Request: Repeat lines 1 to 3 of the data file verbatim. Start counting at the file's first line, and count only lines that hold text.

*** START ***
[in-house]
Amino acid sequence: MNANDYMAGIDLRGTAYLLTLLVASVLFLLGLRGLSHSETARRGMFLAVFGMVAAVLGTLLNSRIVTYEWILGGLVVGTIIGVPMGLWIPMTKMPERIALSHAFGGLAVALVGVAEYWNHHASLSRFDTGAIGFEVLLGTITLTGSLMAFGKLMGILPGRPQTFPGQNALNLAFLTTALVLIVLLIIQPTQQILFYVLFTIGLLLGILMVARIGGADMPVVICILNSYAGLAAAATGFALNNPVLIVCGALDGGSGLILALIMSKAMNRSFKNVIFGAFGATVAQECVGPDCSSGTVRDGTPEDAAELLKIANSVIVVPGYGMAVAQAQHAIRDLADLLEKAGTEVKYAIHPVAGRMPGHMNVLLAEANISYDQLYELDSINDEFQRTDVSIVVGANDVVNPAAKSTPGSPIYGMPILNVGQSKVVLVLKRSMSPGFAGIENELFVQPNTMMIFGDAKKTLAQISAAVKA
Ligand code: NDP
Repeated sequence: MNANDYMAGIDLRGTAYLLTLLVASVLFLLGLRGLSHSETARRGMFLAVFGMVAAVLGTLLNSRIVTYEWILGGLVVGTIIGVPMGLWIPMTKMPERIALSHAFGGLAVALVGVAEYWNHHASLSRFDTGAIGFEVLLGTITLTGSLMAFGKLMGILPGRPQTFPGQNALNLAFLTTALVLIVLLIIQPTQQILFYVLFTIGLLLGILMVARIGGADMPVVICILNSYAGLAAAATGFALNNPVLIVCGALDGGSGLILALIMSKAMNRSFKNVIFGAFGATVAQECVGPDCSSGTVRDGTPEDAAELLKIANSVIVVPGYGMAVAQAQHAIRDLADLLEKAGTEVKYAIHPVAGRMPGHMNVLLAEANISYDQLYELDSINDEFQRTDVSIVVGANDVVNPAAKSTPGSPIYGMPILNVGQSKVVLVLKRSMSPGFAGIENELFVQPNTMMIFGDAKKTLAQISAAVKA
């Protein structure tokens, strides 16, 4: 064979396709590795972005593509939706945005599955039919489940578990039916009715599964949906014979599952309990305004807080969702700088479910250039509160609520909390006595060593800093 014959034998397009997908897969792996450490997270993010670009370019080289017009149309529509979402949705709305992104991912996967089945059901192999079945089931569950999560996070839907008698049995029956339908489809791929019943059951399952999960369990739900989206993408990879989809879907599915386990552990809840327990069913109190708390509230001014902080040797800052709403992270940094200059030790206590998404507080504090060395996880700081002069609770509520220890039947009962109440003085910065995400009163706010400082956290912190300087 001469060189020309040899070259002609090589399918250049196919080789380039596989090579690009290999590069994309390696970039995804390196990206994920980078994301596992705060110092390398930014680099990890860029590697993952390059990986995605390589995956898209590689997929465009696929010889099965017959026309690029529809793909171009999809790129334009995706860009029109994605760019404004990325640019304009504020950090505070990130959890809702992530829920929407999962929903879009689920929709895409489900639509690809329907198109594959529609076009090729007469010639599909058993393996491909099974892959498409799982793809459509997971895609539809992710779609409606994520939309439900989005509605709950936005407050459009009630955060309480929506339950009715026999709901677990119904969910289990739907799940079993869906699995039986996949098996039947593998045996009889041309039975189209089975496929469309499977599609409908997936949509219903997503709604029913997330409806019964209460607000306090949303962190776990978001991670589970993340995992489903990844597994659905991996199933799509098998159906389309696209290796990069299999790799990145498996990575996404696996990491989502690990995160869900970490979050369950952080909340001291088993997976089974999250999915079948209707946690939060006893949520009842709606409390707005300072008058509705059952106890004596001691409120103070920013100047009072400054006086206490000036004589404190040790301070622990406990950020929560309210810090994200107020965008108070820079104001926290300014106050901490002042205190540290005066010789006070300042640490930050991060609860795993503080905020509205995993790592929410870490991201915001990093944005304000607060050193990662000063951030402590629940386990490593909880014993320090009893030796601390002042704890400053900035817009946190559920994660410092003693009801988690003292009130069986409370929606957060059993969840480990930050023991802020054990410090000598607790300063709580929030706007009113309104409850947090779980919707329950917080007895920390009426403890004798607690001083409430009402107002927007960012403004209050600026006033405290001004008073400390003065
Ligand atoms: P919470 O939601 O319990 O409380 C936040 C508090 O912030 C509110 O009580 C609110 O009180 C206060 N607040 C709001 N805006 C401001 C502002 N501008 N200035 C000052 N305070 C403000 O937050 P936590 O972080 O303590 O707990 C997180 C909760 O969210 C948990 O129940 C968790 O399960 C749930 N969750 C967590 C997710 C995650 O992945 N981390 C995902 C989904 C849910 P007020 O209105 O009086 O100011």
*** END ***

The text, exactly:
[in-house]
Amino acid sequence: MNANDYMAGIDLRGTAYLLTLLVASVLFLLGLRGLSHSETARRGMFLAVFGMVAAVLGTLLNSRIVTYEWILGGLVVGTIIGVPMGLWIPMTKMPERIALSHAFGGLAVALVGVAEYWNHHASLSRFDTGAIGFEVLLGTITLTGSLMAFGKLMGILPGRPQTFPGQNALNLAFLTTALVLIVLLIIQPTQQILFYVLFTIGLLLGILMVARIGGADMPVVICILNSYAGLAAAATGFALNNPVLIVCGALDGGSGLILALIMSKAMNRSFKNVIFGAFGATVAQECVGPDCSSGTVRDGTPEDAAELLKIANSVIVVPGYGMAVAQAQHAIRDLADLLEKAGTEVKYAIHPVAGRMPGHMNVLLAEANISYDQLYELDSINDEFQRTDVSIVVGANDVVNPAAKSTPGSPIYGMPILNVGQSKVVLVLKRSMSPGFAGIENELFVQPNTMMIFGDAKKTLAQISAAVKA
Ligand code: NDP